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    Canadian Politics

    The study of Canadian politics has two related parts. The first involves understanding and analyzing the Canadian democratic system, it’s government structure and powers, and it’s political parties and political actors. The second looks at some fundamental societal (non-governmental) forces that affect the Canadian political environment; the most important of these being regionalism, Quebec nationalism, aboriginal politics, social class, gender, and multiculturalism. Canada’s relationship with the United States, as well as the rest of the world, plays an important role in defining a Canadian political identity as well. The study of Canadian politics also looks at issues such as media, public opinion, and voter turnout.

    Canada is a federation with three branches of central government: the executive branch (which includes the Prime Minister and the Cabinet), the legislative branch (which includes an upper house known as the Senate and a lower house known as the House of Commons), and the judicial branch (which is Canada’s independent Court system). Judges and Senators are appointed. The House of Commons is composed of 308 elected Members of Parliament (MP).

    Members from each political party in each riding are responsible for nominating a member to stand as their party’s candidate in an election. The candidate from the political party that wins the most votes in the election in their riding will become the MP for that riding. Political party members also nominate their party’s leader, and the leader from the party that wins the most seats in the general election is typically appointed by the governor general to assume to the role of Prime Minister. The governor general, on the advice of the Prime Minister, then appoints the Cabinet Members. Almost all bills proposed by the Cabinet are enacted, compared to a relatively small number of bills originating from individual MPS, giving the Cabinet significant control over the legislative agenda of the House of Commons.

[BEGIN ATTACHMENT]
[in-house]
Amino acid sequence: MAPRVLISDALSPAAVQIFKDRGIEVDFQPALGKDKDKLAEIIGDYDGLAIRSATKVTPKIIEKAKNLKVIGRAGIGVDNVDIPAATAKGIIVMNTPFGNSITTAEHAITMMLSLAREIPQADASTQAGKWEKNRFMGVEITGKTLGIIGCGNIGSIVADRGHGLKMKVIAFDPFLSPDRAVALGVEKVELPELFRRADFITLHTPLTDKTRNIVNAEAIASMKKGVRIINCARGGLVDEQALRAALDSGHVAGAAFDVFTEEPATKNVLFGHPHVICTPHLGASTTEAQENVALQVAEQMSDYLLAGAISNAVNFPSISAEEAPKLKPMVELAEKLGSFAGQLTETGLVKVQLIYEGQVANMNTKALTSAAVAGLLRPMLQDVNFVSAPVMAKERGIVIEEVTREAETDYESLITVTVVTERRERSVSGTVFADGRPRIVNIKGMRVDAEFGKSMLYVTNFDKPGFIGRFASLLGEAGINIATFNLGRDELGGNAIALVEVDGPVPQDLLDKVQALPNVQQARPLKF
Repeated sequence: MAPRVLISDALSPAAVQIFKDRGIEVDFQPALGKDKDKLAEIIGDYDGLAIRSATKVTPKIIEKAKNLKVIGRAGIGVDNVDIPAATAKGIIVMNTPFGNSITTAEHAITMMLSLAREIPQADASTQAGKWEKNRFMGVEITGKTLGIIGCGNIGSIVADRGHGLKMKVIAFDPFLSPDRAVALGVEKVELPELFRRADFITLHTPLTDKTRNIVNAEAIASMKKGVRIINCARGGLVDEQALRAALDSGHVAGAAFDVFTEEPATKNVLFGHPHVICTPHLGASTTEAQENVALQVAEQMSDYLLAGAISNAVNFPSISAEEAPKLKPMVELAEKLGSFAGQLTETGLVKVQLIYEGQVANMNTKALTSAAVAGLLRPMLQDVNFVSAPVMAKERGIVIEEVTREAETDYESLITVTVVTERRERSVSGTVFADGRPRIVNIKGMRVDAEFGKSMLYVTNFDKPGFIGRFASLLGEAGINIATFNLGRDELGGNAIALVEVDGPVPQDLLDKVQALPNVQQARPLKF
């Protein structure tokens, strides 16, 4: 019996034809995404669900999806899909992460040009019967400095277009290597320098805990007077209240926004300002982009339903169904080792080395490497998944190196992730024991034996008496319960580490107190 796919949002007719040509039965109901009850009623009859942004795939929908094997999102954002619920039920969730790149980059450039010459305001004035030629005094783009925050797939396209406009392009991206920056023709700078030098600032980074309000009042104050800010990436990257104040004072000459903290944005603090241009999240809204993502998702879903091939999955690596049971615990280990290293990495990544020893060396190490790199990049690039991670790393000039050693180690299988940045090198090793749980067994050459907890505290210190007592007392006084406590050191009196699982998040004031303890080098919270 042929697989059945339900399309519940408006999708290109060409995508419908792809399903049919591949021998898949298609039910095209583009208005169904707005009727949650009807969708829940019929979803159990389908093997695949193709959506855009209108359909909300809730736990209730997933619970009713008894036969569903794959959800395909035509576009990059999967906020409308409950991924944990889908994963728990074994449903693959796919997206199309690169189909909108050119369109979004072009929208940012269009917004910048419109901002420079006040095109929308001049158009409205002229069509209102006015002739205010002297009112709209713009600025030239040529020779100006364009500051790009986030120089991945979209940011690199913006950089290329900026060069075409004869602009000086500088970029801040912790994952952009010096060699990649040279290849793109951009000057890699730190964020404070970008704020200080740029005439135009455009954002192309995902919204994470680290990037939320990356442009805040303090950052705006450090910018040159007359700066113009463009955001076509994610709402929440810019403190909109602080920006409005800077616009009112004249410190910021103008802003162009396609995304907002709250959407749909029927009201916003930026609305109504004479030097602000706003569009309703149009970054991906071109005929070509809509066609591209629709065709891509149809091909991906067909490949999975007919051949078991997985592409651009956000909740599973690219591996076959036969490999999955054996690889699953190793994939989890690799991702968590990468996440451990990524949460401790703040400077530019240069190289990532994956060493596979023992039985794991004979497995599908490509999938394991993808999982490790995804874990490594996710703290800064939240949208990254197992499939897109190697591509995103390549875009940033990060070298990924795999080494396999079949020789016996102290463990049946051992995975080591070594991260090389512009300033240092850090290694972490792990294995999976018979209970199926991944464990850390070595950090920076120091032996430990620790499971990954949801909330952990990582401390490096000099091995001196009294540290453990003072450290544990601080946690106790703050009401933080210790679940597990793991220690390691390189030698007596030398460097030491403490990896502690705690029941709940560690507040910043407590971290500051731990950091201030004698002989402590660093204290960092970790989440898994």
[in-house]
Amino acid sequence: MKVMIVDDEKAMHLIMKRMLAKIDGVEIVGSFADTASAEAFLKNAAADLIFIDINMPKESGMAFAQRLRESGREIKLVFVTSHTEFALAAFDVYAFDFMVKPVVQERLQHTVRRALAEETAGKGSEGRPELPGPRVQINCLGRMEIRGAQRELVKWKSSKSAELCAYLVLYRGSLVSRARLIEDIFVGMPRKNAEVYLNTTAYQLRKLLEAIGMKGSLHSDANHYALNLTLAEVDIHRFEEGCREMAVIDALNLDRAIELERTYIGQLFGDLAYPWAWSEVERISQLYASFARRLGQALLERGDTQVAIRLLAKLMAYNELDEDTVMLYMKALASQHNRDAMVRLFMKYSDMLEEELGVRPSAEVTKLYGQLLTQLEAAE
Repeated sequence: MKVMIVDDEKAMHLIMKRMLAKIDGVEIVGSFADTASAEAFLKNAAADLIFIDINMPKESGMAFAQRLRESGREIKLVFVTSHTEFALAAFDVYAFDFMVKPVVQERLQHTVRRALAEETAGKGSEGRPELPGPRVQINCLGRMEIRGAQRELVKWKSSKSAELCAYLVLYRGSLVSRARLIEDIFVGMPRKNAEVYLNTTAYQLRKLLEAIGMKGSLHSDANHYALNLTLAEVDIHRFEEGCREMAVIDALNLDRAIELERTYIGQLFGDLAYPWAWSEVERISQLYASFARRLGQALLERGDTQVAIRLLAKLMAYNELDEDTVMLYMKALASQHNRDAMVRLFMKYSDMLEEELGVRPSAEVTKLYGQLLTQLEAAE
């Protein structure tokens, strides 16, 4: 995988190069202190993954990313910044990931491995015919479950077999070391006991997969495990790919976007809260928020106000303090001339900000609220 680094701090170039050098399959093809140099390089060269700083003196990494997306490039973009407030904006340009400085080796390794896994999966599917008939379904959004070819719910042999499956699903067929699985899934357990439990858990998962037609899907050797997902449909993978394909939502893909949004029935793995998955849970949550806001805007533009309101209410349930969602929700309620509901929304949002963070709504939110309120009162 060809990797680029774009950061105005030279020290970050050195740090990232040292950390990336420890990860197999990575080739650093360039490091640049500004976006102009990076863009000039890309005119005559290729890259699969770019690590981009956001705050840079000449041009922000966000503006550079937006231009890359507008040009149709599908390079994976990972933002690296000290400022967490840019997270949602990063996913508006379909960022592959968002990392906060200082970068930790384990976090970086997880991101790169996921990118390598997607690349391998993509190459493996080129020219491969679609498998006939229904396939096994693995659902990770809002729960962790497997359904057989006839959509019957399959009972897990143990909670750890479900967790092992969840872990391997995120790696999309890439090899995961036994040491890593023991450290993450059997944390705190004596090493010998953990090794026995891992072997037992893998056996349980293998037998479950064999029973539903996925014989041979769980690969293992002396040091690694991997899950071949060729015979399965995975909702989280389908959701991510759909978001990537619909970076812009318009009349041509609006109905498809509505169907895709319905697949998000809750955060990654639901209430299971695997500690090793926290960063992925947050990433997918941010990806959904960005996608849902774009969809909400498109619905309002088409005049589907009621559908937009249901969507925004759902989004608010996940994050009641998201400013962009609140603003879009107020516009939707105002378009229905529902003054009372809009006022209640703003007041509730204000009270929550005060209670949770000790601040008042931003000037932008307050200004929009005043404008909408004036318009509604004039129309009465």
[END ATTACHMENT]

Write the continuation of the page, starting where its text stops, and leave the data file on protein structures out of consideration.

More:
Canada currently has a multi-party system with the Conservatives, the Liberals, the NDP and the Green Party (and a handful of smaller, special interest parties). A Conservative government has been in power since 2006, Canada’s current Prime Minister is the Right Honourable Stephen Harper, and Canada’s current Cabinet is referred to as the Harper Cabinet, which is part of the 28th Ministry. 


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    BrainMass Categories within Canadian Politics

    Canadian Political Parties

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    Canada has a multi-party system with the Conservatives, the Liberal, the NDP and the Green Party. Political parties and their members play an important role as gate keepers to seeking office in Canadian politics.

    Elections and Voting in Canada

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    Party identification and the state of the economy are the two most important elements for vote choice in Canada. Party identification in Canada is rooted in childhood socialization and becomes more fixed in adulthood. Party identification is affected by issues such as regionalism, Quebec nationalism, multiculturalism, social class and gender.


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    Canadian federalism plays an important role in mediated conflict between the different regions in Canada, and is especially significant in the study of Quebec nationalism since the Quiet Revolution.

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    Critical Review: Canadian Senate Reform Issues

    Provided in full below the actual academic problem: Critically review one proposal for Senate reform (e.g. Triple-E, abolition, etc). Would Senate reform have the desired effect or are there consequences which would outweigh the benefits? Why or why not? Cite relevant examples. reference at least five (5) academic sources

    A Discussion On Crown Corporations

    1) What are Canada's crown corporations, and what do they do? 2) How well do Canada's crown corporations do their job? 3) What are the governance issues surrounding their operations?

    The Canadian Parliamentary System

    In recent elections, parties and candidates have been able to win while not capturing a majority of the vote. Many Canadians believe that this is not fair. How does the current election system work and what changes have been suggested to make the system better?

    Judicial Activism in relation to the Canadian Supreme Court

    In recent years, the term "Judicial Activism" has been used to describe the Canadian Supreme Court's ruling on a wide variety of issues (homosexual rights, women's rights, gun control, freedom of speech, freedom of religion, etc.) What is judicial activism and why is it supported/opposed?